Hey Dave,I’m 25, looking to start my own business and these ‘bussiness as usual’ opporunities totally interest me, so if you have any ideas you are discarding feel free to get in touch :)-alex

  7. Jon Husband says:

    You’ve accomplished a hell of a lot in one year, and no doubt you know yourself better than ever … no mean achievement, that.

  8. Tes says:

    I like the idea of creating a market for stuff that interests you combined with getting paid (well) for what you are good at (think Bill Gates). One challenge I’m having with your blog (I discovered it not long ago) is that there is SO MUCH EXCELLENT STUFF, I’m struggling to synthesize it all. Echoing the sentiments of one of your readers, I’d like to see you focus and intensify your intellect into something that is readily applicable. I don’t know what that means, exactly, but I trust that you will figure out what to do with this input.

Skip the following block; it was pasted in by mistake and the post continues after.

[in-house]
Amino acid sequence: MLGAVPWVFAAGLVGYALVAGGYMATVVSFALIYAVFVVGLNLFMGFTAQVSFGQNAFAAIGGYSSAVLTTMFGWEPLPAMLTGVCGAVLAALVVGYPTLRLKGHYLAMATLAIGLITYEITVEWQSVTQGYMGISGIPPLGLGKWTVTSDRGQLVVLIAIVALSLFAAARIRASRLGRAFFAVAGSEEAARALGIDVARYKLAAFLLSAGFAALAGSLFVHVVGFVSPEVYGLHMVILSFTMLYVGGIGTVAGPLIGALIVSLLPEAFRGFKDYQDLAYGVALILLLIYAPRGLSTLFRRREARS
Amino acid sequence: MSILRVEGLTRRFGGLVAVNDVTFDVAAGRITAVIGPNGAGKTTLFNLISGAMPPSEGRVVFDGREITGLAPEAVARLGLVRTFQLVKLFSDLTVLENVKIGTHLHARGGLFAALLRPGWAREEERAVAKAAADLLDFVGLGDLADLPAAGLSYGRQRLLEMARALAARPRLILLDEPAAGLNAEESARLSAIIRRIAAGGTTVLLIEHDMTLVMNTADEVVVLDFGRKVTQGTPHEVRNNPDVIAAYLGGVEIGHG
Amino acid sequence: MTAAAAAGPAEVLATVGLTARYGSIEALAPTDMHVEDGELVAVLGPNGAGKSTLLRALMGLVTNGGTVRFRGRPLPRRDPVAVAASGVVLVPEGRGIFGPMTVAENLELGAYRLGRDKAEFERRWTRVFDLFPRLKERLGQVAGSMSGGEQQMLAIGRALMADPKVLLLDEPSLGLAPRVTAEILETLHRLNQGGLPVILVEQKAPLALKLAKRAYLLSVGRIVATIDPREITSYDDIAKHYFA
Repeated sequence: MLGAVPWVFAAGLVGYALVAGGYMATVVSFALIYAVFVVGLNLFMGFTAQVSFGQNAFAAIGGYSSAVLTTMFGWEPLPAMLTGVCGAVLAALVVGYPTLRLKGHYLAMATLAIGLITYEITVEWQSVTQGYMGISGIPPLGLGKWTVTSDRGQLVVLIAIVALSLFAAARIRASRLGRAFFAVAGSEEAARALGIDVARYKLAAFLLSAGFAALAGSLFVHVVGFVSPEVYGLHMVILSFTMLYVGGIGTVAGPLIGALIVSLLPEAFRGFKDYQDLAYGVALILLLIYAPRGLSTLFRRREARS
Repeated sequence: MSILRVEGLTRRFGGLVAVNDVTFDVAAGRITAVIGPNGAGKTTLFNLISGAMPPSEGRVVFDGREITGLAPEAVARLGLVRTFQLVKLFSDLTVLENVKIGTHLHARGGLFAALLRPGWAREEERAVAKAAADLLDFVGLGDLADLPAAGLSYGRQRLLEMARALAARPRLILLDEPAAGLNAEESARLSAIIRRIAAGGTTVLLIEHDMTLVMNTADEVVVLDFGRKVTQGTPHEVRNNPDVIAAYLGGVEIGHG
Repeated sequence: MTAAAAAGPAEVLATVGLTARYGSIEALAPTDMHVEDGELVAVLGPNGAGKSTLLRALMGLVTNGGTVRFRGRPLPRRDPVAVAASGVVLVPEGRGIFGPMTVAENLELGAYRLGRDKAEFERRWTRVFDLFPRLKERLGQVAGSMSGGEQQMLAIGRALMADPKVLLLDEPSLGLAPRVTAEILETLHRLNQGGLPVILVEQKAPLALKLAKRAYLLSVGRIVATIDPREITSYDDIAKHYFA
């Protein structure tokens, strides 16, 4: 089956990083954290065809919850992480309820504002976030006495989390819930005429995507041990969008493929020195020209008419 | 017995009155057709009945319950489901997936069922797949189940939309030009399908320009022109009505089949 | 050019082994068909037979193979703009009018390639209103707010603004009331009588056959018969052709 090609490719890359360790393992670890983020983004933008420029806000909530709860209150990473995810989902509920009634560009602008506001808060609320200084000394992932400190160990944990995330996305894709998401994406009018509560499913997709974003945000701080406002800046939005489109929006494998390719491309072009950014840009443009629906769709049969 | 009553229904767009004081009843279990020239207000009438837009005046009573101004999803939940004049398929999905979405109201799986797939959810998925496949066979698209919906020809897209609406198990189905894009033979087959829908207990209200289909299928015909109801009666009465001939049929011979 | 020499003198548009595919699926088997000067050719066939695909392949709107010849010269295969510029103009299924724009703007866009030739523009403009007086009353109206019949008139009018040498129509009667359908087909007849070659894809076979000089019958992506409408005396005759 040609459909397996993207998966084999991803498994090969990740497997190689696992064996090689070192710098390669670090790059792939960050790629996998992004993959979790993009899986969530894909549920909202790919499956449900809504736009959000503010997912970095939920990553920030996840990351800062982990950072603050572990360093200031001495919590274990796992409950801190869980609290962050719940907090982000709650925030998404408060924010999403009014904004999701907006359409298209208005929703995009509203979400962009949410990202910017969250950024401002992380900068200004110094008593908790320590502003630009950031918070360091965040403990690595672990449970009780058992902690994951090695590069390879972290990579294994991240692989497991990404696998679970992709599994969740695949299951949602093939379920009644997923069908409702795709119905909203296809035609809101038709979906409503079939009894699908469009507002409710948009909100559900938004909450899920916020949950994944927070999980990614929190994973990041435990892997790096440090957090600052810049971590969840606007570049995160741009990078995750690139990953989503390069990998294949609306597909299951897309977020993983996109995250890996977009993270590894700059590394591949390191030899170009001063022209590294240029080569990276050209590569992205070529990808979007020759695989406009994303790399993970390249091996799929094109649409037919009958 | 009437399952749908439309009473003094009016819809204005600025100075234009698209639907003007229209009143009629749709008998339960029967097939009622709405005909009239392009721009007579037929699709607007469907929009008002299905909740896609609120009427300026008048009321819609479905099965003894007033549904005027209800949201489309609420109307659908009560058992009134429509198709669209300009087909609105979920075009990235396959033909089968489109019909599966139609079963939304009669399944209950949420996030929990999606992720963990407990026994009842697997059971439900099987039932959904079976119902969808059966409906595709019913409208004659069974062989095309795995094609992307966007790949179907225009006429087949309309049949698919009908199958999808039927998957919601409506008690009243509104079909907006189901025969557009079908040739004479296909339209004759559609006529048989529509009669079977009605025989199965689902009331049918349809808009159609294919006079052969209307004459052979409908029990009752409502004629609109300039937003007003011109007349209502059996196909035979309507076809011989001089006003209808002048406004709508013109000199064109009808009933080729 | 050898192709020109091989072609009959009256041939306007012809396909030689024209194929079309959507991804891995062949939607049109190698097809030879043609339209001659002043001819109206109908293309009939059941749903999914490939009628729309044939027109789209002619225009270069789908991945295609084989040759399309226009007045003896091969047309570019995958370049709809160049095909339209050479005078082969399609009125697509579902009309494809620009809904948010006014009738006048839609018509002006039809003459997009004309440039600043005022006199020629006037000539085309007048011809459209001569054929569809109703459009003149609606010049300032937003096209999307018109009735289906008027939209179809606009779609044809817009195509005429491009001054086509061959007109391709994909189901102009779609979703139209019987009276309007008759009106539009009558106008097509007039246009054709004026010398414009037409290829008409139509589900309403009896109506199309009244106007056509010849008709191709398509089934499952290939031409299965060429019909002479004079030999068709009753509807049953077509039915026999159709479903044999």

9. Dave, your struggle is more common among people in their fifties than society wants to acknowledge. Interests and frustrations with career aren’t the only factors creating the need to recreate our careers. Social pressures that favor young adults fresh out of college, high on energy and chutzpah, and natural beauty also affect the flip side of the career coin. Our age, baggage, mortgages and cautionary tales make us less appealing on the “beauty circuit” as you call it. I’m also making a career change and am discovering the power of “leveraging”. My interests are secondary to how i can leverage my resources in a new direction. The quiet earthquake that happens in a career around age 50 is part of a natural cycle… when a forest fire burns off the productive vegetation, the bare earth is then vulnerable to “normal rains”. The landscape loses the wildlife that spreads the seeds…etc, etc. etc. We need to look at nature’s regenerative powers and apply them to our own human productivity careers. By burying seeds for times of emergency, we can then sprout those seeds when opportunity (time, forced solitude, etc.) give them space in which to sprout. That’s where leverage comes in. Making the most of what we have. Starting with small sprouts, taking time to grow, sinking roots deep in our layers of long-term, nurturing soil. My own career shift is into movie making. I’m appying my marketing skills to independent movie making. (Your feedback on my new web site is welcomed and will be helpful.) I’m finding that storytelling is a vital link in our social chain and that indies are struggling to bring diversity to our consciousness when studios and networks are narrowing their views. And that marketing is one of the indie producer’s highest barriers to thriving. I’m leveraging location (in Los Angeles), contacts, past experience, cultural knowledge, new media, creativity, and lots of networking to sprout a productive gardenspace in this new career space.One of my early alliances is with a fellow career changer and we are forming a production company to produce our own projects (break out of the established “beauty pagent” system). We have a combined slate of 9 screenplay projects and have now produced our first short. You can track our progress at And if anyone knows of anyone who believes in the value and power of storytelling as “continuing education” in our modern culture — we’d love to connect. Indies need investors and patrons who want to help fertilize diversity, quality and a shared vision of tomorrow. My marketing services and production activities will help connect people with compatible visions….both through our productions and those of other indies.